“The future is not going to leave the good people of Kentucky behind,” promised Naguib Attia, vice president of global university programs at IBM, in announcing a unique partnership with the University of Louisville on Wednesday.
University, federal, state and city leaders were on hand at UofL’s Miller Information Technology Center as UofL President Neeli Bendapudi with Attia introduced the creation of an IBM Skills Academy on campus.
Attia said the partnership with UofL is the first of its kind for IBM in North America and is modeled on similar efforts in Africa, where governments have learned that they cannot develop their nations if they do not train their people.
IBM will provide about $5 million worth of technology, faculty training and other services to the institution, though Bendapudi said that the “value of this relationship far exceeds this figure.”
The initiative came about after Bendapudi connected with IBM officials, including Attia, last year at a gathering of business and education leaders in Washington, D.C. The UofL president said she was invited to that event by the Louisville venture capitalist David Jones Jr.
Bendapudi called the new academy a “game changer” and said it would allow the community to bridge the digital divide that exists between the country’s heartland and coasts.
Classes will begin this fall in some of eight key areas: artificial intelligence, blockchain, cloud computing, data science, cybersecurity, design thinking, quantum computing and the Internet of Things.
Attia said that businesses already are struggling to find workers with the proper skills in many technology areas, and the gap between business demands and worker availability is going to increase in the next few years.
He said 2.2 million AI workers will be needed in the next three years, far more than schools are graduating. For places such as Kentucky to thrive in tech fields, they have to build their talent locally, because they cannot compete with the coasts on salary.
“The future of companies and the future of states depends on this movement,” Attia said.
IBM and other companies have to step up if they want to make sure that their future hires are equipped with the right education and skills to continue to drive innovation, he added.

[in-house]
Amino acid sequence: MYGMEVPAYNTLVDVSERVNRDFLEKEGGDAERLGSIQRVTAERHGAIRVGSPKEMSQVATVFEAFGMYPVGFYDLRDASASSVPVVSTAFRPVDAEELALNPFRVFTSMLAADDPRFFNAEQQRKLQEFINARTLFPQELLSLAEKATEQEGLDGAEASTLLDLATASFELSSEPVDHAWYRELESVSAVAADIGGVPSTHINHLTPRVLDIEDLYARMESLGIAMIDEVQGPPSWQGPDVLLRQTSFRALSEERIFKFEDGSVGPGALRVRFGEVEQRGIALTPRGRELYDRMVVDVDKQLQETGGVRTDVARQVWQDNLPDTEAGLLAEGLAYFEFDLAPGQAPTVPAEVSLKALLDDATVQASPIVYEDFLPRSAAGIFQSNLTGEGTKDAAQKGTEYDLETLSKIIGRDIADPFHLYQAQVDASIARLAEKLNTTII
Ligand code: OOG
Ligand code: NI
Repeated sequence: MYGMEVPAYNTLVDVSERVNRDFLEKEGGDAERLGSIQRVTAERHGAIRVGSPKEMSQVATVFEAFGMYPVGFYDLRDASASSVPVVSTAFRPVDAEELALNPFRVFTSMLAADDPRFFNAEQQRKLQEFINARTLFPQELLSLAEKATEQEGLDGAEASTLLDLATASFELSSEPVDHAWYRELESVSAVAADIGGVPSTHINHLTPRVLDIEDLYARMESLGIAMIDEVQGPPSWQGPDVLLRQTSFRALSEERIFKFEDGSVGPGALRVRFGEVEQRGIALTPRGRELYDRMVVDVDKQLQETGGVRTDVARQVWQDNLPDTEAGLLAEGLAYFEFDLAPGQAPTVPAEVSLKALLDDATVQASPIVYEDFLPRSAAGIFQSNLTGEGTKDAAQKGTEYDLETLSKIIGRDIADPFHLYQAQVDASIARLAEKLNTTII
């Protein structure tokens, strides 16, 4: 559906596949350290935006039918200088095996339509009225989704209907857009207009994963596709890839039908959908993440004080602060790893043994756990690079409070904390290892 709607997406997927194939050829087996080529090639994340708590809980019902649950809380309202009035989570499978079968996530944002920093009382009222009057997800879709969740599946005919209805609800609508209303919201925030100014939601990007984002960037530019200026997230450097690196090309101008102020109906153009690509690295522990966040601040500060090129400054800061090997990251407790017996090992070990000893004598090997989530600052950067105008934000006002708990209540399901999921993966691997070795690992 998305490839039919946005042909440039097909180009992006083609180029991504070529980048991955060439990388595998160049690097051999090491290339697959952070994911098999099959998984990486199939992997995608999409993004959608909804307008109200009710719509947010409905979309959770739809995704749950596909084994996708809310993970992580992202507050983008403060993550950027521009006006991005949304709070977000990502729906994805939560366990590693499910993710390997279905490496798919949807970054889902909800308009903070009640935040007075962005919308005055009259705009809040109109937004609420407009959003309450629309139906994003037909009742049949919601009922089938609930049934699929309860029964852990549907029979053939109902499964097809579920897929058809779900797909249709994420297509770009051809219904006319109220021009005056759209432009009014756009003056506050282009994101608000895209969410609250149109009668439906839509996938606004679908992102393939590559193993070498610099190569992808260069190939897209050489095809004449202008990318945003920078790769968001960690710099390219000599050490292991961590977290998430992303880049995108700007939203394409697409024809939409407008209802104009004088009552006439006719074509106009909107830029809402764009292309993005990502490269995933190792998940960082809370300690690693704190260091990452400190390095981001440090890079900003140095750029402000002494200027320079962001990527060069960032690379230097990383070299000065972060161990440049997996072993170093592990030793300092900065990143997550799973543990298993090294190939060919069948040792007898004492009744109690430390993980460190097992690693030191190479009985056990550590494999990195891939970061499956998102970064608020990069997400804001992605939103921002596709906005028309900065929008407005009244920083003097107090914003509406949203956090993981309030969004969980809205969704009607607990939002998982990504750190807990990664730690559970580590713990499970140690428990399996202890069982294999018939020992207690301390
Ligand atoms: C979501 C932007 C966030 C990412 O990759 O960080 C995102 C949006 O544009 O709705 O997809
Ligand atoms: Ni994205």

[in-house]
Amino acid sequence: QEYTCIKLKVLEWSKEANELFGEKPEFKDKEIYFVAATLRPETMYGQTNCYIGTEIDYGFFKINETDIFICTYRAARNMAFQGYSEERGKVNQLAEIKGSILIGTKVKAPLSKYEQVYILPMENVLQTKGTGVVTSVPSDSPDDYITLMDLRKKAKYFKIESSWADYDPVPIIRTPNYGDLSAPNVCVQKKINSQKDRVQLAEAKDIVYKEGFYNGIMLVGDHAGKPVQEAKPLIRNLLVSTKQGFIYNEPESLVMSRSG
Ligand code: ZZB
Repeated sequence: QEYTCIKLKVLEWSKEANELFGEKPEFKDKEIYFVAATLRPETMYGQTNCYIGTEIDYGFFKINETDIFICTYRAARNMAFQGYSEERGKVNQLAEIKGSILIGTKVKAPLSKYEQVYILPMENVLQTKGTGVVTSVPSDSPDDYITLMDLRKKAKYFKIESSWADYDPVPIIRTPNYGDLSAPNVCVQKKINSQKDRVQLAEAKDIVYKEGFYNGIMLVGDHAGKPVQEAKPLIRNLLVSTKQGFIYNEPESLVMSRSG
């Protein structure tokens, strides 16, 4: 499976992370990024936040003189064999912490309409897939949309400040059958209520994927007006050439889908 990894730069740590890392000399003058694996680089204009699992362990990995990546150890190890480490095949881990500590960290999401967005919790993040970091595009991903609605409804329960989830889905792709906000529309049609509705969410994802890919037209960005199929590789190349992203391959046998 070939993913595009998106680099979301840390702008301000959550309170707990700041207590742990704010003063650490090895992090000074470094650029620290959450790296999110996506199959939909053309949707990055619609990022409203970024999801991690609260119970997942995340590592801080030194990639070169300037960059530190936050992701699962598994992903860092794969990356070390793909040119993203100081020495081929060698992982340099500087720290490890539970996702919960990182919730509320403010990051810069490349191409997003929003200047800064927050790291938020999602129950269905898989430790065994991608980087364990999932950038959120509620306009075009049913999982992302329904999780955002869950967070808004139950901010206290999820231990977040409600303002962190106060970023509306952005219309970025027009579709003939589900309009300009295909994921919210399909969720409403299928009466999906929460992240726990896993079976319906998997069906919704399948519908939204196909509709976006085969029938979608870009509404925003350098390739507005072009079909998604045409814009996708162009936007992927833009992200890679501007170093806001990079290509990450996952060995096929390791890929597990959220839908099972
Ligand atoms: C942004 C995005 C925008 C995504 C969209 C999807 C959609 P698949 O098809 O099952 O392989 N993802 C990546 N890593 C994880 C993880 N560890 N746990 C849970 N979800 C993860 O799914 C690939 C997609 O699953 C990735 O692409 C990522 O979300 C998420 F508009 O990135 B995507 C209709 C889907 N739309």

Attia emphasized that he wants all students — not just those in engineering and computer science — to attend classes at the new IBM Skills Academy.
Bendapudi said that she wants all faculty to interact with tech and said, only partially in jest, that she may make members of the university’s board of trustees take courses.
UofL said in a news release that the academy would transform “how cultures and people will operate with digital technology, including ethics and human bias in coding.”
The academy will be housed in the newly created Center for Digital Transformation, which will be in Miller.
Though no government funds are involved in the project — other than those from the university — representatives from federal, state and local governments attended to voice their support.
Louisville Mayor Greg Fischer said the new academy aligns with the city’s focus on creating high-paying tech jobs. He said his administration hoped to quintuple the number of people receiving tech training, and the partnership between UofL and IBM could not come at a better time.
In a tweet, Fischer said: “To keep our economic momentum going, we need more engineers & scientists who specialize in software development, robotics, AI. @IBM Skills Academy at @uofl is the type of partnership great cities are built on. Great news for Louisville!”
Editor’s note: David Jones Jr. is an Insider Louisville board member and contributor.